New Zealand was once a bird’s paradise hosting over 200 species. Many of them, like the iconic Kiwi, have become flightless over generations due to the absence of natural predators. Now, invasive species such as rats, possums and weasels threaten the native and unique wildlife that still remains, killing around 25 million native birds each year.
New Zealand’s Department of Conservation (DoC) has taken steps to remove invasive mammalian predators that have altered native ecosystems and continue to devastate native species. The response: aerially dropping and lacing bait stations with a deadly toxin known as Compound 1080. A single aerial drop of Compound 1080 can kill around 98 percent of possums and have a similar success rate on rats.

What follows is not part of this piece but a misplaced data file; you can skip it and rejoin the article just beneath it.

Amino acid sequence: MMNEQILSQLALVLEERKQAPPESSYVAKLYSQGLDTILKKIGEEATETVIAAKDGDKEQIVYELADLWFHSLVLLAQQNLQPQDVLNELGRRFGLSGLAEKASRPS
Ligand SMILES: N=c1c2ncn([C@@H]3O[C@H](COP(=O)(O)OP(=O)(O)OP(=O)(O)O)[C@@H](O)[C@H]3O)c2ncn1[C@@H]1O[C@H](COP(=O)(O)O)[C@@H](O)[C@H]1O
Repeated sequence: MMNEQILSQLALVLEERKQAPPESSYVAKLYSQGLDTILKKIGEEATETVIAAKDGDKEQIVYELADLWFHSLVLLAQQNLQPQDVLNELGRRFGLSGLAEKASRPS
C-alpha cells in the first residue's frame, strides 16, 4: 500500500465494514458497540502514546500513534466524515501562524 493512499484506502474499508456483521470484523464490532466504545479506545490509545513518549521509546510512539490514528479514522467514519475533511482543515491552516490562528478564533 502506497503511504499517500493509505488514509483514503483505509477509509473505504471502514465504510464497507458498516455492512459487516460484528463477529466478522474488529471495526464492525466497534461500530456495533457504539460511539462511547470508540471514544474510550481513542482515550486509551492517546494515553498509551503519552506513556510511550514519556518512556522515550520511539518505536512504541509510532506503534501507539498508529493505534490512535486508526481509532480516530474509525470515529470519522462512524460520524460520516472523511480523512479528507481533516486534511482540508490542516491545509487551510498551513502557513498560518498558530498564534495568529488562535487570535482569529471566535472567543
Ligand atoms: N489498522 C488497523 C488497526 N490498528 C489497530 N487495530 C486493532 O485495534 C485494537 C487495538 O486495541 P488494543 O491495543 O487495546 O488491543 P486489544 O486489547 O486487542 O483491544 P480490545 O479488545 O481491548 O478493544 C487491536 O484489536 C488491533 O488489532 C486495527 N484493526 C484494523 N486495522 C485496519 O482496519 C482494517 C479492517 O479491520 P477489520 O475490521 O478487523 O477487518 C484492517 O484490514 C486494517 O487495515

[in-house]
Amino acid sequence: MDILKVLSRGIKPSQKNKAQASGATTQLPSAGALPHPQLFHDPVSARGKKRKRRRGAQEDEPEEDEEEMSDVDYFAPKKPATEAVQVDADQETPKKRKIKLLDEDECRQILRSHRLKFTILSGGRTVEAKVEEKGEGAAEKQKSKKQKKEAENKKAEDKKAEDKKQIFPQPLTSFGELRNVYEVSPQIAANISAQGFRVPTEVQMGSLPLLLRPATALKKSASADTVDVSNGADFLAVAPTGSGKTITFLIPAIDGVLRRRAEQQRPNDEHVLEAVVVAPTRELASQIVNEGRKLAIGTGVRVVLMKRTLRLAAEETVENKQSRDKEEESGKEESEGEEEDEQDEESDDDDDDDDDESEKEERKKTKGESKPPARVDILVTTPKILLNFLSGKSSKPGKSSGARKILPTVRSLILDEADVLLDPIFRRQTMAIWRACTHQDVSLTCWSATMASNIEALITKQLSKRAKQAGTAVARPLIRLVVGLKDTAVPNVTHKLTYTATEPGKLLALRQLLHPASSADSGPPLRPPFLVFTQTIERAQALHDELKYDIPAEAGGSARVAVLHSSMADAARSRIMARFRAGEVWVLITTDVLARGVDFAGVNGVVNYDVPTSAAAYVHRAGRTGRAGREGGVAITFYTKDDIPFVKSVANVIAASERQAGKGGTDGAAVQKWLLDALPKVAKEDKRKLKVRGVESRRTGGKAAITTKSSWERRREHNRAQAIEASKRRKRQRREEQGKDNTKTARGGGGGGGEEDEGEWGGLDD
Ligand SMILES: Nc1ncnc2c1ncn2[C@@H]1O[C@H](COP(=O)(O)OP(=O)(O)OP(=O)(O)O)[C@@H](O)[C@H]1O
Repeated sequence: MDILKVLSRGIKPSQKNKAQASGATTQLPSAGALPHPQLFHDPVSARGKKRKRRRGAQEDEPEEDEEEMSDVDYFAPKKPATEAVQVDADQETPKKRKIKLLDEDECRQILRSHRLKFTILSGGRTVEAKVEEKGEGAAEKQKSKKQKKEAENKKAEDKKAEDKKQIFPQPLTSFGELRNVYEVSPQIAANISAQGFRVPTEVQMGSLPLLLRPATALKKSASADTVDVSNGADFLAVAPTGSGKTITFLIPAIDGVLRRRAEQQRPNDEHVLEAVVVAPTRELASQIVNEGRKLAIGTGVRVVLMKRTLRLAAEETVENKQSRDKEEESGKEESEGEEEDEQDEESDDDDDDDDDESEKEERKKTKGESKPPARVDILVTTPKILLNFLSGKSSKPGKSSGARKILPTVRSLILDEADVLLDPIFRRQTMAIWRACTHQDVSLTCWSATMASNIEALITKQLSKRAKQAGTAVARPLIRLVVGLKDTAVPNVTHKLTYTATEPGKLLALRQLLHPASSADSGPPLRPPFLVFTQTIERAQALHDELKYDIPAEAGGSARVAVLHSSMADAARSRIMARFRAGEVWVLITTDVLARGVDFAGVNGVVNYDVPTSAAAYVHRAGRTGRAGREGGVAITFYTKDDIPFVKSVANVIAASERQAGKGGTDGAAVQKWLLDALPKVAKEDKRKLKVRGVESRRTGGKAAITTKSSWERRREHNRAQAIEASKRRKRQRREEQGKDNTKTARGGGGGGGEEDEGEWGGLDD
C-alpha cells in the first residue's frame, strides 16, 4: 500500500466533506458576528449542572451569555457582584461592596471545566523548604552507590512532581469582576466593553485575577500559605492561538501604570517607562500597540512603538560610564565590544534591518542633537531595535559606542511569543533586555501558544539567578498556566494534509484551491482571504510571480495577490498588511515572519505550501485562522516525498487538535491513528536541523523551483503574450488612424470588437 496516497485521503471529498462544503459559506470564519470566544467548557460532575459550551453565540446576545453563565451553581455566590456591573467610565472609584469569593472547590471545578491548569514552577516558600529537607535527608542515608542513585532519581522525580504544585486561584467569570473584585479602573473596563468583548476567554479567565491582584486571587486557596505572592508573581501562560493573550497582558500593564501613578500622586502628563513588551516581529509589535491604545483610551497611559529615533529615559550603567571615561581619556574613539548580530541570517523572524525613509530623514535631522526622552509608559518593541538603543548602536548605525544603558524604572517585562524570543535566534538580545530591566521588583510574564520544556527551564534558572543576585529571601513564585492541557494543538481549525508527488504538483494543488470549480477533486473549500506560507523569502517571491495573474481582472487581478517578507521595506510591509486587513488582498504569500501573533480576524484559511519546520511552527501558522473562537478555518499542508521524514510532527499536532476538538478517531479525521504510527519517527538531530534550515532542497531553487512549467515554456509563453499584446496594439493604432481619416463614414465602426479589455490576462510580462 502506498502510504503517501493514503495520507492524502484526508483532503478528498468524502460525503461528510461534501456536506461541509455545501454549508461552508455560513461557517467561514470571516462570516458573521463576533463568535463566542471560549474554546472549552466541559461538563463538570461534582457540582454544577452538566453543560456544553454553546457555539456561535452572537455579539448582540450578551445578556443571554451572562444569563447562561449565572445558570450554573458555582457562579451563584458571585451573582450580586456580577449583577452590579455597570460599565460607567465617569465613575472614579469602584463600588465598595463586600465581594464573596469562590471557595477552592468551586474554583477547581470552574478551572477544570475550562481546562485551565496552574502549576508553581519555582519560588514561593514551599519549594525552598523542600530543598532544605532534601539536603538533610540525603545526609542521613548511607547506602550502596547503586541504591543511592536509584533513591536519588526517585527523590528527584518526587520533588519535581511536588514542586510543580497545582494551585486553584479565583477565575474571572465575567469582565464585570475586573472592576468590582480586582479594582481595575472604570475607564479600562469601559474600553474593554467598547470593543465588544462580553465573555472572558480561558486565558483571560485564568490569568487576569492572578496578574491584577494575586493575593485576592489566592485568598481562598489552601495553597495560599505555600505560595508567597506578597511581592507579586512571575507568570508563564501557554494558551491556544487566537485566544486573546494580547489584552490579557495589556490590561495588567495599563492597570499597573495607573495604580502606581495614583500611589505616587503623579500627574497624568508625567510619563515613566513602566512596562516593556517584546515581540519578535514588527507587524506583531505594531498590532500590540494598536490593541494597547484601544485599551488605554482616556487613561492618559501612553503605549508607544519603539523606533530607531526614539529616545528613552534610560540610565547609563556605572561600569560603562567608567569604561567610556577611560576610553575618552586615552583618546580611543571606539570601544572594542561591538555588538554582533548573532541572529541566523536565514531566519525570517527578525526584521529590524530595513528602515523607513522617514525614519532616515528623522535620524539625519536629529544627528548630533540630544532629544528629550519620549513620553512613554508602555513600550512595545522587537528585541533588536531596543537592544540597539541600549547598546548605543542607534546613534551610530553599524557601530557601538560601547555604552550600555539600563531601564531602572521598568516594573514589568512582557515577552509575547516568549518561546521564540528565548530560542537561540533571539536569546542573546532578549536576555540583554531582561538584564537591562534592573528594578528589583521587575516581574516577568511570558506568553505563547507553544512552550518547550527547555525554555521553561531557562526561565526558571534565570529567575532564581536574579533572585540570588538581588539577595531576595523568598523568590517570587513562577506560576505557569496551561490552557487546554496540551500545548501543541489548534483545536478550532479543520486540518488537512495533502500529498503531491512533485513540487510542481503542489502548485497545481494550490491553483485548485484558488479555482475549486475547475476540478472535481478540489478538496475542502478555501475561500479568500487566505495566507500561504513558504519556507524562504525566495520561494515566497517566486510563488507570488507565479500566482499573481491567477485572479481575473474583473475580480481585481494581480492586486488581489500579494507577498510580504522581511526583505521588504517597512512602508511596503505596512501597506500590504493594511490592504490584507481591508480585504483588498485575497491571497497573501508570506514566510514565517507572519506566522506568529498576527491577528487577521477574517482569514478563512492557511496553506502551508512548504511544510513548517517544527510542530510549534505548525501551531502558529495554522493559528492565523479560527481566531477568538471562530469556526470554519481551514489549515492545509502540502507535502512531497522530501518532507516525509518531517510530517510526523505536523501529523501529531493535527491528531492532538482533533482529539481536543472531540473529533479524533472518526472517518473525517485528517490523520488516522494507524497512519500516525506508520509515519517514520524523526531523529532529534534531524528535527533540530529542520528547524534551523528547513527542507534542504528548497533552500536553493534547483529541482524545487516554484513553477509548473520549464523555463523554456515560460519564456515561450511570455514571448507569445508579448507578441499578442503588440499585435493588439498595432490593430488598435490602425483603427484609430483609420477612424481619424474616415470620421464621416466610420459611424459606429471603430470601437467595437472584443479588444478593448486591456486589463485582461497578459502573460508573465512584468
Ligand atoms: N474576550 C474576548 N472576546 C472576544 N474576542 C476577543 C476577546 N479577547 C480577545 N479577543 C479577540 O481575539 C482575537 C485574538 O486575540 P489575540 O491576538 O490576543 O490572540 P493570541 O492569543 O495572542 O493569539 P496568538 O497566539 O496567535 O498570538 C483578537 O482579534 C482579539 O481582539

Prime Minister John Key wants “every single part” of New Zealand to be predator free of these invasive species by 2050 and believes getting rid of them will be “the most ambitious conservation project attempted anywhere in the world.”
Key announced a $20 million commitment to set up Predator Free New Zealand Limited, a company that would lead the charge in ridding the nation of the foreign predators by 2050.
James Russell, a conservation biologist at the University of Auckland in New Zealand and coordinator of the program Predator Free New Zealand, states that the new goal is “the modern equivalent to landing someone on Mars” and will ultimately require new technologies and billions of dollars to succeed.